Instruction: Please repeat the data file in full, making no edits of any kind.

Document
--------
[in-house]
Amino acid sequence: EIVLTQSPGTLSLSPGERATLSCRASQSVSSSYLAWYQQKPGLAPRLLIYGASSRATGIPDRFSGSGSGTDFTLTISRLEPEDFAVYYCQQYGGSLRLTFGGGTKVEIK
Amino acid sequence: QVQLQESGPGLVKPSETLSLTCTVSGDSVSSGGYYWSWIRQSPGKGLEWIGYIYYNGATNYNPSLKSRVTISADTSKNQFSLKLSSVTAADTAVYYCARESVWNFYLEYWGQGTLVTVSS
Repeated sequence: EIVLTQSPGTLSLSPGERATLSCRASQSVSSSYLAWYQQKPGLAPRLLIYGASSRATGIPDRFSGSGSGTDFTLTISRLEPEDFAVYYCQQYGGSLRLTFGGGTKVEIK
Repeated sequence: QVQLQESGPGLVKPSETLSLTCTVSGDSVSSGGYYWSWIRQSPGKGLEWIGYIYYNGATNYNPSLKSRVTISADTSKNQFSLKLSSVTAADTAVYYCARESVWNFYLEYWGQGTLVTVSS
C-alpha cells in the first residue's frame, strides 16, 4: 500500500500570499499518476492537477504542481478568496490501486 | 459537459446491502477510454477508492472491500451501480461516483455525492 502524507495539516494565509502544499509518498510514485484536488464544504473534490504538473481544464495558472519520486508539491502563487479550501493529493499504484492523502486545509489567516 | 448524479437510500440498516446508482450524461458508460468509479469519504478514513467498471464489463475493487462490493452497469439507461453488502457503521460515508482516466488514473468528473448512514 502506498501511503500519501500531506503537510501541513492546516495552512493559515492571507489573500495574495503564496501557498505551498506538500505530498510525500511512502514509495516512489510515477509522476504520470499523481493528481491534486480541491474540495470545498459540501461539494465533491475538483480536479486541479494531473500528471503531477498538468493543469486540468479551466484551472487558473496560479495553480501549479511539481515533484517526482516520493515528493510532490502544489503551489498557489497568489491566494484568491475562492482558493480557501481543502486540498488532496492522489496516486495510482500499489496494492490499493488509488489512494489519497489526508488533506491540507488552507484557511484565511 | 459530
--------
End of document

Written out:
[in-house]
Amino acid sequence: EIVLTQSPGTLSLSPGERATLSCRASQSVSSSYLAWYQQKPGLAPRLLIYGASSRATGIPDRFSGSGSGTDFTLTISRLEPEDFAVYYCQQYGGSLRLTFGGGTKVEIK
Amino acid sequence: QVQLQESGPGLVKPSETLSLTCTVSGDSVSSGGYYWSWIRQSPGKGLEWIGYIYYNGATNYNPSLKSRVTISADTSKNQFSLKLSSVTAADTAVYYCARESVWNFYLEYWGQGTLVTVSS
Repeated sequence: EIVLTQSPGTLSLSPGERATLSCRASQSVSSSYLAWYQQKPGLAPRLLIYGASSRATGIPDRFSGSGSGTDFTLTISRLEPEDFAVYYCQQYGGSLRLTFGGGTKVEIK
Repeated sequence: QVQLQESGPGLVKPSETLSLTCTVSGDSVSSGGYYWSWIRQSPGKGLEWIGYIYYNGATNYNPSLKSRVTISADTSKNQFSLKLSSVTAADTAVYYCARESVWNFYLEYWGQGTLVTVSS
C-alpha cells in the first residue's frame, strides 16, 4: 500500500500570499499518476492537477504542481478568496490501486 | 459537459446491502477510454477508492472491500451501480461516483455525492 502524507495539516494565509502544499509518498510514485484536488464544504473534490504538473481544464495558472519520486508539491502563487479550501493529493499504484492523502486545509489567516 | 448524479437510500440498516446508482450524461458508460468509479469519504478514513467498471464489463475493487462490493452497469439507461453488502457503521460515508482516466488514473468528473448512514 502506498501511503500519501500531506503537510501541513492546516495552512493559515492571507489573500495574495503564496501557498505551498506538500505530498510525500511512502514509495516512489510515477509522476504520470499523481493528481491534486480541491474540495470545498459540501461539494465533491475538483480536479486541479494531473500528471503531477498538468493543469486540468479551466484551472487558473496560479495553480501549479511539481515533484517526482516520493515528493510532490502544489503551489498557489497568489491566494484568491475562492482558493480557501481543502486540498488532496492522489496516486495510482500499489496494492490499493488509488489512494489519497489526508488533506491540507488552507484557511484565511 | 459530